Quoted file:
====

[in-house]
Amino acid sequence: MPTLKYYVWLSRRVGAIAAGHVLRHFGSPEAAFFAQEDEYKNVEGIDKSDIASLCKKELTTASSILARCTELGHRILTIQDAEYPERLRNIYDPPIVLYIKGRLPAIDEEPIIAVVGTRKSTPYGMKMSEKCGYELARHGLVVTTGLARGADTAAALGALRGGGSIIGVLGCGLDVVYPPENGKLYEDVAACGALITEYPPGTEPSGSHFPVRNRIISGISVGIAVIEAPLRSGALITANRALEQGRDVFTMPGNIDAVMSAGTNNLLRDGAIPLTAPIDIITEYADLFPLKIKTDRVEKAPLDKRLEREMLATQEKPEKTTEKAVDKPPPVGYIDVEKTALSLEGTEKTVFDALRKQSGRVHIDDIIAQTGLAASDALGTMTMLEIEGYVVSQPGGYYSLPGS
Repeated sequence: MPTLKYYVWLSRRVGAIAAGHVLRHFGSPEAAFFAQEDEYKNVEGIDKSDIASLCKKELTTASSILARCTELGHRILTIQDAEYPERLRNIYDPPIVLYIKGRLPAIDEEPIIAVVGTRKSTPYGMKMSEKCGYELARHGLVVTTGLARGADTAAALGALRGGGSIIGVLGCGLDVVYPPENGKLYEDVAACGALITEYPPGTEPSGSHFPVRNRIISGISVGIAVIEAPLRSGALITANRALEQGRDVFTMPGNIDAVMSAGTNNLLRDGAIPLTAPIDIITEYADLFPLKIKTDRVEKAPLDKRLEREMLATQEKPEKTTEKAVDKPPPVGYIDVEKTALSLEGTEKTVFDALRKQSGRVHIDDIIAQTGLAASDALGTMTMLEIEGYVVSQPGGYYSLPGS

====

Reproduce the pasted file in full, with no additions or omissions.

[in-house]
Amino acid sequence: MPTLKYYVWLSRRVGAIAAGHVLRHFGSPEAAFFAQEDEYKNVEGIDKSDIASLCKKELTTASSILARCTELGHRILTIQDAEYPERLRNIYDPPIVLYIKGRLPAIDEEPIIAVVGTRKSTPYGMKMSEKCGYELARHGLVVTTGLARGADTAAALGALRGGGSIIGVLGCGLDVVYPPENGKLYEDVAACGALITEYPPGTEPSGSHFPVRNRIISGISVGIAVIEAPLRSGALITANRALEQGRDVFTMPGNIDAVMSAGTNNLLRDGAIPLTAPIDIITEYADLFPLKIKTDRVEKAPLDKRLEREMLATQEKPEKTTEKAVDKPPPVGYIDVEKTALSLEGTEKTVFDALRKQSGRVHIDDIIAQTGLAASDALGTMTMLEIEGYVVSQPGGYYSLPGS
Repeated sequence: MPTLKYYVWLSRRVGAIAAGHVLRHFGSPEAAFFAQEDEYKNVEGIDKSDIASLCKKELTTASSILARCTELGHRILTIQDAEYPERLRNIYDPPIVLYIKGRLPAIDEEPIIAVVGTRKSTPYGMKMSEKCGYELARHGLVVTTGLARGADTAAALGALRGGGSIIGVLGCGLDVVYPPENGKLYEDVAACGALITEYPPGTEPSGSHFPVRNRIISGISVGIAVIEAPLRSGALITANRALEQGRDVFTMPGNIDAVMSAGTNNLLRDGAIPLTAPIDIITEYADLFPLKIKTDRVEKAPLDKRLEREMLATQEKPEKTTEKAVDKPPPVGYIDVEKTALSLEGTEKTVFDALRKQSGRVHIDDIIAQTGLAASDALGTMTMLEIEGYVVSQPGGYYSLPGS